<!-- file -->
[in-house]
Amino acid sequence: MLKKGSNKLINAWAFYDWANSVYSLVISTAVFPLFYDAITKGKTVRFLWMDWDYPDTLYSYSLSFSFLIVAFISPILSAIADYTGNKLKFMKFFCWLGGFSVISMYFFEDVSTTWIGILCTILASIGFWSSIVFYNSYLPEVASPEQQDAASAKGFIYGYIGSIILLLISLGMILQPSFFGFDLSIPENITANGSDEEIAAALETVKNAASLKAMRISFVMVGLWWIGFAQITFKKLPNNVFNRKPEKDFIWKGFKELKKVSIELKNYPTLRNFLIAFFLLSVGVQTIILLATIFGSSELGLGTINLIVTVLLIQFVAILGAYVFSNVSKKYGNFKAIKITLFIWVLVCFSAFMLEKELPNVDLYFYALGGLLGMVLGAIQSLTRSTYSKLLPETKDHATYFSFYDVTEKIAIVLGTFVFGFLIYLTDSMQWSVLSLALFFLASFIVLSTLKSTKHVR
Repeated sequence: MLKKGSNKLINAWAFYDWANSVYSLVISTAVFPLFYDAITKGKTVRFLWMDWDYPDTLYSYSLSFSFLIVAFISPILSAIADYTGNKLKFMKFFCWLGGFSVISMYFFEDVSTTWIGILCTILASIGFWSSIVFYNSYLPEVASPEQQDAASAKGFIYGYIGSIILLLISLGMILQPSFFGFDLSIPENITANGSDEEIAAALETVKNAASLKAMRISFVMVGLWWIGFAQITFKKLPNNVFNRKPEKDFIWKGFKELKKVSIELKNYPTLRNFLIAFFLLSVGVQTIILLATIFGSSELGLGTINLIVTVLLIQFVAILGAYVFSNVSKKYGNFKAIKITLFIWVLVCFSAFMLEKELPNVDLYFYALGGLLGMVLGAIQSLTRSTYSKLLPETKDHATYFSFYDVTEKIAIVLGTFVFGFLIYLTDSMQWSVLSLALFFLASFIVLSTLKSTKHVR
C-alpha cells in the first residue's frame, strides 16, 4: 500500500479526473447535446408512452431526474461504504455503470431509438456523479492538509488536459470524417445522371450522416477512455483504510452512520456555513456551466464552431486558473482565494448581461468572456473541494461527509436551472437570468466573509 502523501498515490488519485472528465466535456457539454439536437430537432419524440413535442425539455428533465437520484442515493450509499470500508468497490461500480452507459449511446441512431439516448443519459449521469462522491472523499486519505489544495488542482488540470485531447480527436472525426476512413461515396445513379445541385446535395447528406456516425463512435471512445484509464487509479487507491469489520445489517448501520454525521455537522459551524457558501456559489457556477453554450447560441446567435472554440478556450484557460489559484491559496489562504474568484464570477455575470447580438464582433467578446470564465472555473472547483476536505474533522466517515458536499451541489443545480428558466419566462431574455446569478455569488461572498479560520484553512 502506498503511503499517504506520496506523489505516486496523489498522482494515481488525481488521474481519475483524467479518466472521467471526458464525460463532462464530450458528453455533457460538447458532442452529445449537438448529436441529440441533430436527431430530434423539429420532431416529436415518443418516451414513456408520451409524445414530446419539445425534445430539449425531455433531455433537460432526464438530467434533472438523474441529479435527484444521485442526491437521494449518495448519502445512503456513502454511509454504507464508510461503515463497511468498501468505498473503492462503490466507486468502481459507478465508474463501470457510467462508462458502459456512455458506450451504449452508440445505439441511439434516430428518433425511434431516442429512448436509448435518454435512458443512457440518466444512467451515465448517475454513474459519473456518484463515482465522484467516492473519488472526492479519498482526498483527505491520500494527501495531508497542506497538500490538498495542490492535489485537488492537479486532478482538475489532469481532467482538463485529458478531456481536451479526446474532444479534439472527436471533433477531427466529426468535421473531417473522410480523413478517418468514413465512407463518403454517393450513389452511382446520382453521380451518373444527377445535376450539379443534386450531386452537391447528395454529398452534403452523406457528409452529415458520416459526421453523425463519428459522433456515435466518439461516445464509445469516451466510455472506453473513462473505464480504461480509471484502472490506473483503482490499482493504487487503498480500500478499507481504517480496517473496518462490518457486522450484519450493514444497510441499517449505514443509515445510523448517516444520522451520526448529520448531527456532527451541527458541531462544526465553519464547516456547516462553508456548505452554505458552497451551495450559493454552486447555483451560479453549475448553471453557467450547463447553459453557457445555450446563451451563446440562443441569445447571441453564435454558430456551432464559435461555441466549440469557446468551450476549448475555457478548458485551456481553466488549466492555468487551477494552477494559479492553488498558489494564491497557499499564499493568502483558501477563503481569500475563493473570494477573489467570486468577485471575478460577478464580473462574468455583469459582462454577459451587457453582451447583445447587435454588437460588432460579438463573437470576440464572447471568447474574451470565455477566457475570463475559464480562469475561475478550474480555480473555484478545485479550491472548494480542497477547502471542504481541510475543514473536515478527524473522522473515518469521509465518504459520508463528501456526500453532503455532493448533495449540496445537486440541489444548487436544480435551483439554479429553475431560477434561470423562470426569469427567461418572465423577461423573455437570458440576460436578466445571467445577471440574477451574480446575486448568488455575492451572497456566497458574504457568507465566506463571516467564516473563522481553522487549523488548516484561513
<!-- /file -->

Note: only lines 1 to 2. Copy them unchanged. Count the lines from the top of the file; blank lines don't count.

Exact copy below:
[in-house]
Amino acid sequence: MLKKGSNKLINAWAFYDWANSVYSLVISTAVFPLFYDAITKGKTVRFLWMDWDYPDTLYSYSLSFSFLIVAFISPILSAIADYTGNKLKFMKFFCWLGGFSVISMYFFEDVSTTWIGILCTILASIGFWSSIVFYNSYLPEVASPEQQDAASAKGFIYGYIGSIILLLISLGMILQPSFFGFDLSIPENITANGSDEEIAAALETVKNAASLKAMRISFVMVGLWWIGFAQITFKKLPNNVFNRKPEKDFIWKGFKELKKVSIELKNYPTLRNFLIAFFLLSVGVQTIILLATIFGSSELGLGTINLIVTVLLIQFVAILGAYVFSNVSKKYGNFKAIKITLFIWVLVCFSAFMLEKELPNVDLYFYALGGLLGMVLGAIQSLTRSTYSKLLPETKDHATYFSFYDVTEKIAIVLGTFVFGFLIYLTDSMQWSVLSLALFFLASFIVLSTLKSTKHVR